Great Basin Hall, the newest residence hall at the University of Nevada, Reno, which opened in 2018, met the LEED Gold standard earlier this year based on its sustainable construction and environmental practices.
According to the U.S. Green Building Council, Leadership in Energy and Environmental Design or LEED, is “the most widely used green building rating system in the world,” making this award a huge achievement for the University. The internationally recognized green building standard provides third-party verification that a building was designed or built using strategies aimed to lower the impact on the environment across the metrics that matter the most: energy savings, water efficiency, CO2 emissions reduction, improved indoor environmental quality and stewardship of resources and sensitivity to their impacts.
Other buildings on campus have been built with these expectations in mind, with big projects such as the Joe Crowley Student Union and the Matthewson-IGT Knowledge Center built to the equivalent of LEED Silver or better standards.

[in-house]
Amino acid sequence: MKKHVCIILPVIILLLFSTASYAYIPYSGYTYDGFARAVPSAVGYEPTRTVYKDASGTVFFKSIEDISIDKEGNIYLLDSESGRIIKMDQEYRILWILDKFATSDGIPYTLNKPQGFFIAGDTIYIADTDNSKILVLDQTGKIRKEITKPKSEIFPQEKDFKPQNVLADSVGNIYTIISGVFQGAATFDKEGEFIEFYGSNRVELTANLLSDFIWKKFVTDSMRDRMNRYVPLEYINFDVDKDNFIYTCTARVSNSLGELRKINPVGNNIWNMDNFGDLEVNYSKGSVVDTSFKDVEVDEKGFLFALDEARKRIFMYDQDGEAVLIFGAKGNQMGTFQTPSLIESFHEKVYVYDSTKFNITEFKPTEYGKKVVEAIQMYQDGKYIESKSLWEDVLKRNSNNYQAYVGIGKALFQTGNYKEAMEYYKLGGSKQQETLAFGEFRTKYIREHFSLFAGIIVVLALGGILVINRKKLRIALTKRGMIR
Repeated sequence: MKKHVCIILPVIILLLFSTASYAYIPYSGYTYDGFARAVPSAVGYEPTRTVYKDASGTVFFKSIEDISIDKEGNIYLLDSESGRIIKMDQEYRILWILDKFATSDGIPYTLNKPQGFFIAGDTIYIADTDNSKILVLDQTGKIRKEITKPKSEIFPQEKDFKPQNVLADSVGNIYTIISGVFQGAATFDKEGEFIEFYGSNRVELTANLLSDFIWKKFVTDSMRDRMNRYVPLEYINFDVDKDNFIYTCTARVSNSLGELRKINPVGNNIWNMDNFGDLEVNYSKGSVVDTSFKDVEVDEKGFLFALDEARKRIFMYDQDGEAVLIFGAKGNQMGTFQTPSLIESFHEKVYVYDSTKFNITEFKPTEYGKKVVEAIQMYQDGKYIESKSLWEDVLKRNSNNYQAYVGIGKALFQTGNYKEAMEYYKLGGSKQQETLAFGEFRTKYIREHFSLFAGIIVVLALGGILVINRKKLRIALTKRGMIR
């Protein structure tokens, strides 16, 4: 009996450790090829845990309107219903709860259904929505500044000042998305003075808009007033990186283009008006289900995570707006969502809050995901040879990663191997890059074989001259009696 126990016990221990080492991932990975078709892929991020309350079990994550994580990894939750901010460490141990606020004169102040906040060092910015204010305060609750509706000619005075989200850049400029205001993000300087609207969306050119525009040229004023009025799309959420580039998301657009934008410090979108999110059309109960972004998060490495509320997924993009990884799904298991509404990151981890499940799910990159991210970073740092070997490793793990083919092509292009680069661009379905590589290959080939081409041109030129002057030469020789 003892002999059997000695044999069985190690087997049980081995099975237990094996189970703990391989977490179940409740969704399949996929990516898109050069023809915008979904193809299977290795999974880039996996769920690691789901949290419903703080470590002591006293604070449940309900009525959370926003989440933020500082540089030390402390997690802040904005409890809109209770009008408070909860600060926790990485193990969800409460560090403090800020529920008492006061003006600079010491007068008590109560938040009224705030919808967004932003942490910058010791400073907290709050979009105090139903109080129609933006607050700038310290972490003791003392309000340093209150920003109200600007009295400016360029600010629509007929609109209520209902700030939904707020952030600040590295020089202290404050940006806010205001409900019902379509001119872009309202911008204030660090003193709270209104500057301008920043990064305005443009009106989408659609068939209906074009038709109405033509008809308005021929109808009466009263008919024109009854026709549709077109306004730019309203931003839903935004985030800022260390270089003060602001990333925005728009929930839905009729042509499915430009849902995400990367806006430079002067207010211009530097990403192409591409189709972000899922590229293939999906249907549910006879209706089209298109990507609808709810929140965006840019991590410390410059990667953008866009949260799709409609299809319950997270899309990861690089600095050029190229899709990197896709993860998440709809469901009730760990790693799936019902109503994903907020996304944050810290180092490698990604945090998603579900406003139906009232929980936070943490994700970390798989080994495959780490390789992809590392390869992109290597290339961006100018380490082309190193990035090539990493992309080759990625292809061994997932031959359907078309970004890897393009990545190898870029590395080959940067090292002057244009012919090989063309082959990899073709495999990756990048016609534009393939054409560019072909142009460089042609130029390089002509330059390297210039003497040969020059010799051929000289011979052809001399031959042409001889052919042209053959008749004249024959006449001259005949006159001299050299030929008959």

A lot of time, effort and detail went into the construction of this building so that it could meet these environmental standards, according to Peter Gatto, the University’s assistant director for Residential Life Housing and Food Services.
“Whenever I would talk to students and parents during orientation about how Great Basin is green in nature, there was always a lot of buzz around it,” Gatto said. “I appreciate seeing the City of Reno recognizing Great Basin Hall and the University for these sustainability efforts.”
Great Basin Hall was one of 11 winners in GREENevada’s 2020 Golden Pinecone Sustainability Awards, part of the City of Reno’s ReLEAF Reno program. The annual awards ceremony, this year held Dec. 3, was co-hosted by GREENevada and greenUP! and honored organizations and individuals for their sustainability efforts in the community. This year’s theme was Celebrate Reno’s Sustainability & Climate Action Plan.